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Julie A. Ross, M.A Headshot
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For Divorce and Joint Custody Issues, Think Business

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SUCCEED DIVORCE AND BUSINESS
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It's hard to negotiate with your ex. Whatever the issue, the two of you have a history together and often know just how to push each others' emotional buttons. And when the issue has to do with the children, the ante is upped. After all, most Mamma Grizzlies and Lion Kings will fight to their death when the cubs are at risk. So before you talk to your ex about an important joint custody issue, think business.

Reframe your relationship. Instead of a dueling divorce or hostile takeover, think of a reluctant business partnership or irascible client. Whether you're battling over the kids' camp plans, the visitation schedule, or unhealthy eating habits, consider your children to be your most valuable assets and your ex as a client with whom you must work in order to keep those assets intact. As you begin your meeting, ask yourself: "If I want to land this account, how would I behave?" Then pick your battles and start with the basics.

Have a plan of action.
Just as you would map out a road trip, you need a plan before you meet your ex. This plan is like a blueprint of the communication that includes several pieces of information: (1) where and when you'll speak to your ex, (2) what you want to say and how you will say it, (3) how to disengage if things become hostile, and (4) what actions you'll take if necessary.

Make an appointment to talk.
In a business relationship you would not drop in on a client unannounced, nor should you do so with your ex. When you make an appointment with him or her to discuss an important issue, you are making a commitment to give him or her your undivided attention and requesting the same. This is an act of respect that sets the stage for problem solving. It gives both of you time to think through your positions on the given subject, to prepare your arguments logically, not emotionally, and to feel comfortable.

Find a neutral territory. It's best to choose a neutral setting--someplace outside of either of your offices or homes. Meeting in a public place ensures that the children aren't running around or listening and that things won't get too heated.

Meeting on your ex's territory puts you at a disadvantage, especially if that territory used to be your territory, too. Meeting in your old home may distract you. You might find yourself looking around to see what has changed and what hasn't. In addition, it's typical for old surroundings to trigger old patterns of behavior.

Likewise, going to your ex's office places you in an unbalanced position. It's common to consider someone sitting behind a desk as an authority figure. If your ex assumes that position, your argument or issue may be substantially weakened because of this dynamic and your feelings of discomfort could affect your level of confidence. Your ex may be emboldened and overly aggressive, as well, due to his or her familiar surroundings.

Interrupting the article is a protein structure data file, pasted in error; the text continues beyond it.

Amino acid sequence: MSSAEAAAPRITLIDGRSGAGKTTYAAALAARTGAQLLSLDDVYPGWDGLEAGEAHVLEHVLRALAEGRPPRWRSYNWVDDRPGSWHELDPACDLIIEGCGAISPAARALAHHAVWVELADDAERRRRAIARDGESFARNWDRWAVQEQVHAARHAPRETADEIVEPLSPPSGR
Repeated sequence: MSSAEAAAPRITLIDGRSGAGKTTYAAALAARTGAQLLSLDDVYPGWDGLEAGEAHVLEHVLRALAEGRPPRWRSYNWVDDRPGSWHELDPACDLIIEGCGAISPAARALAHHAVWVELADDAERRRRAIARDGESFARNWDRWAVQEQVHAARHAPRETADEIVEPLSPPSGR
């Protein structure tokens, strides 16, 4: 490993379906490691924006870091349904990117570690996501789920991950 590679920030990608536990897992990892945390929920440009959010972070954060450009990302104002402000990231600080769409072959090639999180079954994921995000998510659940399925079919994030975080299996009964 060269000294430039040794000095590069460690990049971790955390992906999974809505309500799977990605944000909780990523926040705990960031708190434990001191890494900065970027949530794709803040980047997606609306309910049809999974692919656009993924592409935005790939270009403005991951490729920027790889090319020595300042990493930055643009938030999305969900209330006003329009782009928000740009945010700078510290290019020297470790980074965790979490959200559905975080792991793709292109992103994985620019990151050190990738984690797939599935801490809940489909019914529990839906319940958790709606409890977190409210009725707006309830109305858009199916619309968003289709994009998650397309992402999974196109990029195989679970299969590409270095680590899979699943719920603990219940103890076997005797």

If you can't discuss something on the phone, go to a coffee shop, a museum, a department store, or a park bench, and leave plenty of time to get there so you don't feel pressured by outside responsibilities.

Know what you want. Before you start your meeting with your ex, know what result you want. Just as in business, this will keep you focused on your assets (your children) and help you achieve your desired outcome. As you would with a client, actively watch for opportunities where you can admit that your ex has a good idea. This win/win negotiating helps clients feel listened to and important. While it may be more difficult to do with your ex, it will have the same effect.

Disengage if necessary.
Most business people don't engage in a verbally abusive war with each other. Even clients who misunderstand and resist you are treated with kid gloves, especially if you want their business. If the tone of the conversation starts getting hostile, be prepared to call a halt. Saying something like, "I see that you're upset and I'm sorry this is so difficult. Perhaps if we take a break for a few minutes, we can resolve this. I need to get some water," often takes the pressure off.

Disengaging during a conversation with your ex gives you the opportunity to collect yourself and set yourself up for success. Planning an excuse beforehand can help you disengage more easily because you won't have to fumble for words. If you are on the phone, you can say, "We'll have to continue this another time, because I have a meeting in a few minutes." This ensures that your emotions don't get the best of you and helps you present yourself as efficient, calm and collected, even if you're not! Once you give your excuse to disengage, schedule another time to talk. This way, your ex won't assume you're avoiding him or her, and you will remain in the position of power.